yasotay

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The Army keeps taking more and more missions from Big USAF and they're happy to unload cause that frees up their money to be invested elsewhere.
Please enlighten me as to what missions have been "more and more" taken over.
 

F-14D

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I clearly share your cynicism and have personally been visited by USAF Inc. methods regarding roles and missions. I witnessed the Army JHL effort being handed to the USAF Inc. where the project became JFTL and promptly died a year later at AMC HQ. That said I think that there is a realization (finally) that long straight cement places that are some of the most documented locations in any country are now rather easy to make untenable. Ironically, when pointing out the the USAF Inc. that they liked to trumpet how quickly they could render an airfield inoperative, but believed theirs could not, was usually met with glares for having wrecked their narrative. Anyway I do think that they are now having to look to alternative means of operating forward. They are most likely also looking into more kinetic and non-kinetic means to defend those fortresses. If they are able to reliably and repeatedly demonstrate success in those efforts I think USAF VTOL investigations will go back into the dungeon at AFRL.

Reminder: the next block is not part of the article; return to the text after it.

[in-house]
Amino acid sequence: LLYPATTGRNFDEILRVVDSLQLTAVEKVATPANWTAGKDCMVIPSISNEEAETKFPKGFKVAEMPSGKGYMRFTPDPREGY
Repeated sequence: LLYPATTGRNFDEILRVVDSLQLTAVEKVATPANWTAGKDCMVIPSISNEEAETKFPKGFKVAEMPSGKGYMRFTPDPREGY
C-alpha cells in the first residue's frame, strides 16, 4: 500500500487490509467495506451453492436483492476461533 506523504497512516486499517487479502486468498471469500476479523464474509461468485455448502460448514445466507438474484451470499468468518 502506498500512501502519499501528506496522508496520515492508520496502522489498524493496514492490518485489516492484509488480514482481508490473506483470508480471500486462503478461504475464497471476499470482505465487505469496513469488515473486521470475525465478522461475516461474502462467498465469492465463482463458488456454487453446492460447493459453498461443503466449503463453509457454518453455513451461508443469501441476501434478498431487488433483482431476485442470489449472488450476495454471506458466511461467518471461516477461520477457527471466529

To be clear, I have the same respect and love for the men and women of the USAF, who like the other service members go out every day to serve in dangerous places and put themselves at risk. My distaste lies with the career bureaucrats and senior officers who concern themselves with money and deriding other services means toward their own requirements.
I agree with your logic. I also favor a C-130 sized VTOL not just to forestall airfield denial but also for the ability to bring whatever as close and as rapidly as possible to the users on the ground.

My cynicism is that as long as there is the possibility that Army will develop FVL CS5, AF will work on their own VTOL while lobbying against Army's program. Should the Army program disappear, I suspect USAF's VTOL will go back to the dungeon.